It’s an ongoing battle that this industry knows too well. But when critical information – and ultimately lives – are at stake, the dedication of time, education and money is well worth it.

Learn more about healthcare cybersecurity by visiting our website.

SIA 2019 Security Megatrends 3 & 4 – What You Need to Know

This post, we are doing a deeper dive into SIA’s 2019 Security Megatrends 3 and 4. Let’s begin with Megatrend 3 …

Megatrend 3 – Is Security Keeping up with Cloud Computing?
Are cloud computing and security on par? The short answer is no, at least according to widely held perceptions. The residential and consumer markets have faith in cloud security, especially since they’re more focused on the cloud’s unparalleled convenience and ease of use; however, on the commercial front, possibly because there’s more at stake, businesses are skeptical.

The SIA’s 2019 Security Megatrends report quotes Harry Regan, the Vice President of Securicon, as saying, “Everyone thought the cloud would be more secure, and it wasn’t. That reality and some of the data have kind of made some chief information officers a little gun shy of new things.”

They have several reasons to worry about cloud computing and security:

  • There’s a lack of regulatory compliance standards, which is not acceptable to high-risk and government users and prevents further adoption.
  • They’re not sure how and if it’s possible to ensure privacy by permanently segmenting and removing some customers’ data.
  • There could be an about-face. If cloud computing loses favor as a safe method of security management, companies will seek other solutions.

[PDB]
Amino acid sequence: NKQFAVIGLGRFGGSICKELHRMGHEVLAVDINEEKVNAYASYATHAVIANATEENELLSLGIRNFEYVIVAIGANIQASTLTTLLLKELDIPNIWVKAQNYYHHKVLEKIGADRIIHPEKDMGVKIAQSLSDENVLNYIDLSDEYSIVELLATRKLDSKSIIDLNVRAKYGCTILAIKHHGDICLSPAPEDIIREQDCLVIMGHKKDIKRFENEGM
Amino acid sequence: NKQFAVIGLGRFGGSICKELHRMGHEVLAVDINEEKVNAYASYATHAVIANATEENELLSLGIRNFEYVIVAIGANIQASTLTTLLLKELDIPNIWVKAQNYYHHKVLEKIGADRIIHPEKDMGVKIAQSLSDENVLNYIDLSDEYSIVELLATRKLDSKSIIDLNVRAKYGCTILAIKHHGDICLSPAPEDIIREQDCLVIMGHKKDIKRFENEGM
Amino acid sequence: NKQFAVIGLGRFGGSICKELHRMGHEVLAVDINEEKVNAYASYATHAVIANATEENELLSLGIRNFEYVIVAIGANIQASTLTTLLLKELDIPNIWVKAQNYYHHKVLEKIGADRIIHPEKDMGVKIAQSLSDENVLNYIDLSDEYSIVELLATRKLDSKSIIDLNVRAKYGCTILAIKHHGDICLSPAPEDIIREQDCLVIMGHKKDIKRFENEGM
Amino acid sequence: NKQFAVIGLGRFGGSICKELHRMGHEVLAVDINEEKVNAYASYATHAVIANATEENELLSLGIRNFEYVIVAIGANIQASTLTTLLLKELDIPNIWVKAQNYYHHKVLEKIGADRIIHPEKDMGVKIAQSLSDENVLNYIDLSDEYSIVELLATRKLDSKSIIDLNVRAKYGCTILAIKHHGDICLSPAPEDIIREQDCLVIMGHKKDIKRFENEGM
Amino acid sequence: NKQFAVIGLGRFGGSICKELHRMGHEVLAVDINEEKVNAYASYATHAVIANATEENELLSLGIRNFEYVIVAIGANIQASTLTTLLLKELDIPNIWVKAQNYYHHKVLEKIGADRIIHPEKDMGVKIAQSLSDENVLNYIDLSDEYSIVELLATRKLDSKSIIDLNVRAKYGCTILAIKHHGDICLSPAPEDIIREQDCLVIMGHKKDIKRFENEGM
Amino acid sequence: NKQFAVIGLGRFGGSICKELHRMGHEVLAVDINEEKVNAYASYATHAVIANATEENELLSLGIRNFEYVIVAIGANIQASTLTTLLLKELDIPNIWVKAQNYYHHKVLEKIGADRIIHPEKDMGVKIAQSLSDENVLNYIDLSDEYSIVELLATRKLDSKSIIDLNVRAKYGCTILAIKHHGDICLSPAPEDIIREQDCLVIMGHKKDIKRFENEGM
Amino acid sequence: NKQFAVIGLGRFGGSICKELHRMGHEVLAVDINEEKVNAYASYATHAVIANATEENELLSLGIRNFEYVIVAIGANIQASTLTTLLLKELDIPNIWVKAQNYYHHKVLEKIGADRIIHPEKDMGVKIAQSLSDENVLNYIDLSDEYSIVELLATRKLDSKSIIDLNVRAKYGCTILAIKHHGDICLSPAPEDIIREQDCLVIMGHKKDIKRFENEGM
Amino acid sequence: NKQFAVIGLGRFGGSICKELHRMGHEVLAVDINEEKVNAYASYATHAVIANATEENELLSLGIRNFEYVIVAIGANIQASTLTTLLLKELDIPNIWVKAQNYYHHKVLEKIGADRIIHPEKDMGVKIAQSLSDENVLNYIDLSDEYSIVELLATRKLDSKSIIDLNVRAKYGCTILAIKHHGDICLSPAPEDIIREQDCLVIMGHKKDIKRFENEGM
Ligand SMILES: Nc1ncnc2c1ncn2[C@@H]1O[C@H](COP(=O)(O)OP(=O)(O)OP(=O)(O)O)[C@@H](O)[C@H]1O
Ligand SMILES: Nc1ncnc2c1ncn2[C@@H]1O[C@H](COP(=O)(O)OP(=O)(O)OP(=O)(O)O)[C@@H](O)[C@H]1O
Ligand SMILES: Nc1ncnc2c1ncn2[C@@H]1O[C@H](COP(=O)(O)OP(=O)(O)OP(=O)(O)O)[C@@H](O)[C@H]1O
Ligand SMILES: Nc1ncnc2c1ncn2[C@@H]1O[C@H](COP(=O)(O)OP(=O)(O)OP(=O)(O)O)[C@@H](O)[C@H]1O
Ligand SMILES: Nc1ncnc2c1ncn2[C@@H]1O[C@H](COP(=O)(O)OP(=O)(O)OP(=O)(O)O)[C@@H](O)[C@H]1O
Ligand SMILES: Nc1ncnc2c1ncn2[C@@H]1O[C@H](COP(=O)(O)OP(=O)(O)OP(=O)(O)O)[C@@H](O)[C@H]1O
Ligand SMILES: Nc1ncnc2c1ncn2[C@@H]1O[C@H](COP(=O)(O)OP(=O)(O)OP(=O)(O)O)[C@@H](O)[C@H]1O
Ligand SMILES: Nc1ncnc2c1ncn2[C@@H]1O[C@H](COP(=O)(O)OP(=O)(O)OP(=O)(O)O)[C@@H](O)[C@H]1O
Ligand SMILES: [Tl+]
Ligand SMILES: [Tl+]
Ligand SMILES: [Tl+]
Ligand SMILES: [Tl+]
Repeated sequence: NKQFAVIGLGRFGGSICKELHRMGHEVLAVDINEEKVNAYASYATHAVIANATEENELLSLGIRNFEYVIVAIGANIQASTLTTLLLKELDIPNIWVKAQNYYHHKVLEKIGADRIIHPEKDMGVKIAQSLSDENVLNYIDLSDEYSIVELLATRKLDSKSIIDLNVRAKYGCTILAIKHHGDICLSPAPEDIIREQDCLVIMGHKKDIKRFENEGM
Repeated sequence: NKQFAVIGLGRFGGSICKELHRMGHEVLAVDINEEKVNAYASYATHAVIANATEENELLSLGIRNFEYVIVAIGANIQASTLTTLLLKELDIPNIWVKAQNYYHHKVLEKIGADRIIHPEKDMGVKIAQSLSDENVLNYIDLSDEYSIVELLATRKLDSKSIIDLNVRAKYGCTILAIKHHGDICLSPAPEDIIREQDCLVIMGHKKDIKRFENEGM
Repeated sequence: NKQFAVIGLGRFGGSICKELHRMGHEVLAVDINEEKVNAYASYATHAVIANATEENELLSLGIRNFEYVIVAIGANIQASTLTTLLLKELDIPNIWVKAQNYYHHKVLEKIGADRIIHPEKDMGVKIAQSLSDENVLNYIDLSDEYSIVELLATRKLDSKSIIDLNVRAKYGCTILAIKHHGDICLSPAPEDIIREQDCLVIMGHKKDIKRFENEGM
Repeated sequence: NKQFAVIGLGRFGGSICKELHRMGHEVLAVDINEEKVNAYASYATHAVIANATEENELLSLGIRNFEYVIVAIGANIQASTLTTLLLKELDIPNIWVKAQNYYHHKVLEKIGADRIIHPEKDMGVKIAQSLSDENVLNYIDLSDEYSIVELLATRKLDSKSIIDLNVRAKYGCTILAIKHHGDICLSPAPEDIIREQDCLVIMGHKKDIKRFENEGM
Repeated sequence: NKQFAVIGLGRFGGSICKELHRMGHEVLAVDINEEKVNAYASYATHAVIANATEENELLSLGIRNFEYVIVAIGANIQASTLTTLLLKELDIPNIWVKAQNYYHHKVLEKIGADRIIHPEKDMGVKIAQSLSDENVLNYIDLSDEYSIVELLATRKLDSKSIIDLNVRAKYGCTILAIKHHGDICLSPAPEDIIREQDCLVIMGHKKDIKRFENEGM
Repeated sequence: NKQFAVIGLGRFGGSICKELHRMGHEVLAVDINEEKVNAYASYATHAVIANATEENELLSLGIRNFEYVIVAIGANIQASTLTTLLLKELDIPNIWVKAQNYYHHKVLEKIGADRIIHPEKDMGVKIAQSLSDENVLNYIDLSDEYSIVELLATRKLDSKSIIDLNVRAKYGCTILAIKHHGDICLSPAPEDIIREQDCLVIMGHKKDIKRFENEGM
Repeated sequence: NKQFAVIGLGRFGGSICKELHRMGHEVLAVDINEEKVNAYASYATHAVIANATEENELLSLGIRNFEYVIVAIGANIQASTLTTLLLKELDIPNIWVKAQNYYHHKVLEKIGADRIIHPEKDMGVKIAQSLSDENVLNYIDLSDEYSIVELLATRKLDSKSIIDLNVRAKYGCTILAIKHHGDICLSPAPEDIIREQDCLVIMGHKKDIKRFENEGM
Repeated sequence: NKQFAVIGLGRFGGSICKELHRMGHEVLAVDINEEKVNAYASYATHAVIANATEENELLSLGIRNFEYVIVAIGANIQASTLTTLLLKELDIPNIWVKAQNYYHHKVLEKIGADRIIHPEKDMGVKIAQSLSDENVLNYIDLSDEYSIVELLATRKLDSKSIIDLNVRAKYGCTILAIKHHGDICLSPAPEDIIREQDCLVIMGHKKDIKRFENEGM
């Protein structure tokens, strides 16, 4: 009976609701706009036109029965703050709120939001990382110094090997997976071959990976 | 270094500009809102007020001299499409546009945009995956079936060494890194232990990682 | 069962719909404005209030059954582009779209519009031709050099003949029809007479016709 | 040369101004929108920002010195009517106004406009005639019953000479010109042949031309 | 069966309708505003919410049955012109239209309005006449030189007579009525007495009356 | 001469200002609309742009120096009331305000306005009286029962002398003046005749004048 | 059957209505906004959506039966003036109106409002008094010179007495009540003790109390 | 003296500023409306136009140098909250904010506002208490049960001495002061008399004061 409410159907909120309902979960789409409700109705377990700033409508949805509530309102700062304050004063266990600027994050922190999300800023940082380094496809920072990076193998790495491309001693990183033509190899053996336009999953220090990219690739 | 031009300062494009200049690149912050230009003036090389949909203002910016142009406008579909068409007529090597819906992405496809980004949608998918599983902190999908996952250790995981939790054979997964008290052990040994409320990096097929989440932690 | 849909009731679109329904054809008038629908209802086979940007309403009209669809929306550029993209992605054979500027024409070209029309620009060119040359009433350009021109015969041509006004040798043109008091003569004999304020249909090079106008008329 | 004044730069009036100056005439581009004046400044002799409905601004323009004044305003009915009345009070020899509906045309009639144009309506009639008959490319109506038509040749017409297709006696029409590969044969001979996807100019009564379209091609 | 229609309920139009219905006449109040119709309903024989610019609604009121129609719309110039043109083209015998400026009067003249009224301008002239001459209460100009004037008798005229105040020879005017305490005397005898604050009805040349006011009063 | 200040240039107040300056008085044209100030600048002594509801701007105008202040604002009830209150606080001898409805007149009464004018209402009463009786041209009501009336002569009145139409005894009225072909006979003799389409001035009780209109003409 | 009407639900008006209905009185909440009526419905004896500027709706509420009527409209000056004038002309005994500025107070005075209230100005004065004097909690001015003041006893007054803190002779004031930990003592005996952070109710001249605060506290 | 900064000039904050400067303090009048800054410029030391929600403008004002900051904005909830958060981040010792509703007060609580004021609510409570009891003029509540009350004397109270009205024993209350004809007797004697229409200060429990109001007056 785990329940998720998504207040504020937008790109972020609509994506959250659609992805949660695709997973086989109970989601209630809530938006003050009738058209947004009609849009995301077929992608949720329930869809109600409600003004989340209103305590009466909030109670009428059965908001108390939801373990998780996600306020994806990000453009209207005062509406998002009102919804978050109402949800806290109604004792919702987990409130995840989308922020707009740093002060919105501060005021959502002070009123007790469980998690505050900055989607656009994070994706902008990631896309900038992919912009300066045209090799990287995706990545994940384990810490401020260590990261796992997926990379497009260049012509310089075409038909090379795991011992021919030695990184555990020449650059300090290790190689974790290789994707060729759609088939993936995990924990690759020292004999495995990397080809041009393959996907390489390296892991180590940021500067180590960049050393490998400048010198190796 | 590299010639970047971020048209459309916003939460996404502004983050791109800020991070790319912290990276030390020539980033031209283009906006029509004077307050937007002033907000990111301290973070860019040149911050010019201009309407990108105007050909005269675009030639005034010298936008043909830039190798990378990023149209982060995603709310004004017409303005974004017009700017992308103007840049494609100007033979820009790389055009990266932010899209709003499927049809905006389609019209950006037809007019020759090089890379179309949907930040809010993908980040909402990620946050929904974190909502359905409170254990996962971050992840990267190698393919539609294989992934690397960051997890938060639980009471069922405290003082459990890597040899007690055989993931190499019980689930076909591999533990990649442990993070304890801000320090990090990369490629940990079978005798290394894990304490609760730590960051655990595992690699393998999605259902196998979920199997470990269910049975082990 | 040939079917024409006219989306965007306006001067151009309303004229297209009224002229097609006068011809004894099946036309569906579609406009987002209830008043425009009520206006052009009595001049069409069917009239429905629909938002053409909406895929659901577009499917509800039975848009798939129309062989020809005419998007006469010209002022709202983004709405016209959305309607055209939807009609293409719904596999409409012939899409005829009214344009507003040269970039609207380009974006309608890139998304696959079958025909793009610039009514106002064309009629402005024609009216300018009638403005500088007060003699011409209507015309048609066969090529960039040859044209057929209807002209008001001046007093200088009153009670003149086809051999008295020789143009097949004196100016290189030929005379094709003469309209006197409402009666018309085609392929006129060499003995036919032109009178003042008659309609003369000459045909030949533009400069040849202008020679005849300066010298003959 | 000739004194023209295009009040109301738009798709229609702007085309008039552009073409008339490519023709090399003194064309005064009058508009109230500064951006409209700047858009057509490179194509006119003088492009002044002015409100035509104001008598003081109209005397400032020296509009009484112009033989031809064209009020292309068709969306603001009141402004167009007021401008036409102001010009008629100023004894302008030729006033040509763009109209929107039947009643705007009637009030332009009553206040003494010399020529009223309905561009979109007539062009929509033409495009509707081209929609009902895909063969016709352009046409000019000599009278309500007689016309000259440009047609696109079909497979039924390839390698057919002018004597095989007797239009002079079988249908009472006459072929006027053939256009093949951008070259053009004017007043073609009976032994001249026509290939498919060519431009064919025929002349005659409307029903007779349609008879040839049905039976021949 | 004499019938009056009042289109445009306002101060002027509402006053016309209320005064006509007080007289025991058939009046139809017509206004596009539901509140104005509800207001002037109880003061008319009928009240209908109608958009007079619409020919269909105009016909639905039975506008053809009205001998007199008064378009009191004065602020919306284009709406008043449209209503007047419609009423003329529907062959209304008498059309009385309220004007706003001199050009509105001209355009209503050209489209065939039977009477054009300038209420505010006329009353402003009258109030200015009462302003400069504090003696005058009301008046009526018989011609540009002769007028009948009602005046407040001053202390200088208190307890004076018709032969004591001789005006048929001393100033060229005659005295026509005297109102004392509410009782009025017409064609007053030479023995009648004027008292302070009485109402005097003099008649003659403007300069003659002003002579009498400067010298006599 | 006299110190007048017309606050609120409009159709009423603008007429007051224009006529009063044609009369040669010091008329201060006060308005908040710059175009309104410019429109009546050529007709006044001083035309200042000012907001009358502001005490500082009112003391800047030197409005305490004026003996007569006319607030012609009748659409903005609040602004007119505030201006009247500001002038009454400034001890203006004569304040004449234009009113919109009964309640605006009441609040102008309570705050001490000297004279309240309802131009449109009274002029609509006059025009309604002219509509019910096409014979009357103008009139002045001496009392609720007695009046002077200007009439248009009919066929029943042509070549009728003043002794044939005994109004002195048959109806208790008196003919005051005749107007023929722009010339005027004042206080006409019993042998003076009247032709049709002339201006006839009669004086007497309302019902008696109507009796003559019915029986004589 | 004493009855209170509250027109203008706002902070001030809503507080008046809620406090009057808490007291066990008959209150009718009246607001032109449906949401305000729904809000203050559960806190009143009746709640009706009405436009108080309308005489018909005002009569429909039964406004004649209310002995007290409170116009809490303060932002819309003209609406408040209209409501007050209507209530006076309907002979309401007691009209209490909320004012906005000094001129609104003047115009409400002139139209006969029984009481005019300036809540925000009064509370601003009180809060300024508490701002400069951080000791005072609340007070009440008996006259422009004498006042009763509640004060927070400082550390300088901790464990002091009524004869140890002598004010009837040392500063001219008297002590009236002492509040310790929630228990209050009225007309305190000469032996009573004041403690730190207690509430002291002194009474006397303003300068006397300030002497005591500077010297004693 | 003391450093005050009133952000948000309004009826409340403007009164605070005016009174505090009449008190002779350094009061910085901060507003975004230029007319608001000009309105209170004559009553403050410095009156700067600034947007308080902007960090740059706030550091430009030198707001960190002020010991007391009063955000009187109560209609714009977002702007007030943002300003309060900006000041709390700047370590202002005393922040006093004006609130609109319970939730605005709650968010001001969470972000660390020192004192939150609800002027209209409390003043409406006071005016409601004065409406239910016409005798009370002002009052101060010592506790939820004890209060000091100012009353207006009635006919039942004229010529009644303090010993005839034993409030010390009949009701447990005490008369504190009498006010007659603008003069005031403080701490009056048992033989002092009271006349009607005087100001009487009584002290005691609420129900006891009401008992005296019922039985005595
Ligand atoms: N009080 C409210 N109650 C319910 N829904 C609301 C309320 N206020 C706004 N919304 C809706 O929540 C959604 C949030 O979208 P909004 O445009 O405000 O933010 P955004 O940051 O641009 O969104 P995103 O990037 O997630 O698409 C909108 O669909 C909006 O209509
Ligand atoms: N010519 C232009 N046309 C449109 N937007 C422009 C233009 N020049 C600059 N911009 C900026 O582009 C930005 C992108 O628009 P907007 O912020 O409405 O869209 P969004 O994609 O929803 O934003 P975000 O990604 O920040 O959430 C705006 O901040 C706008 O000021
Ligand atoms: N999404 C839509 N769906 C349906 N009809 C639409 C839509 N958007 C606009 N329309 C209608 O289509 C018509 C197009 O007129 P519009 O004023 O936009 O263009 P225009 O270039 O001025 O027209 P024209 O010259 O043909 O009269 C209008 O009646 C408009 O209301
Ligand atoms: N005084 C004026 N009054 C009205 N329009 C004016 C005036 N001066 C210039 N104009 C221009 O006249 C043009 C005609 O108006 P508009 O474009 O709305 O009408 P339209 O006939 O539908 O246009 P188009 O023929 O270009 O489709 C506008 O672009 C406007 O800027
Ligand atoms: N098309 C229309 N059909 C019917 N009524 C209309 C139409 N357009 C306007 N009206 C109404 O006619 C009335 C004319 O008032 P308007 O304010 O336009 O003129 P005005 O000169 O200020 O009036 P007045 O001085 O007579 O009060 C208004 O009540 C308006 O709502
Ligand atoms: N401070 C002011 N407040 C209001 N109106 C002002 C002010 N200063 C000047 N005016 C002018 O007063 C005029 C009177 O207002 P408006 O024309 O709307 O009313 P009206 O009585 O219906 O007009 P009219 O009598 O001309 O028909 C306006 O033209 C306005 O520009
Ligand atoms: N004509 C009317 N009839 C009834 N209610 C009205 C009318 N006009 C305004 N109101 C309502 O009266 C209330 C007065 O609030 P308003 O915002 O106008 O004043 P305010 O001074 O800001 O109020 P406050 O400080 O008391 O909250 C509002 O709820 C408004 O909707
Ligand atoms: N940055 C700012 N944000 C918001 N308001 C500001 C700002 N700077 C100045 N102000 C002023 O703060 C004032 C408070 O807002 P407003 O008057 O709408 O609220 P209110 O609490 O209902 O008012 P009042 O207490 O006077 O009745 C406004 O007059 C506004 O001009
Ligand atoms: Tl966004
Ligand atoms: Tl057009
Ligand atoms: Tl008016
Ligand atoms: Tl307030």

Despite the perception, many respected companies trust in the cloud. Without the cloud, digital driven Netflix, Pinterest, Dropbox and so many others contend that they couldn’t operate their business models as efficiently or as securely. Physical security continues to move to the cloud model as well, migrating to SaaS, cloud computing and managed services. These entities are attracted to its convenience, scalability, safeguards, efficiencies and other benefits.

By 2022, IHS Market predicts, the global off-premises cloud service market revenue will reach $414 billion. If the cloud is not secure, this will pose astronomical cybersecurity issues.

Will Edge Computing Edge Out the Cloud?
In recent years, edge computing has become more popular due to new generations of technology and increased flexibility. Edge computing refers to a distributed computing model where the large majority of computations are made on nodes like smart devices, IoT or edge devices, versus the centralized cloud. They are so named because of their proximity to an enterprise, metropolitan or other network, not the cloud. Since the server resources, AI and data analysis are closer to the data collection source, edge computing helps platforms like smart cities, ubiquitous computing and physical computing as well as applications like AR, cloud gaming and the IoT.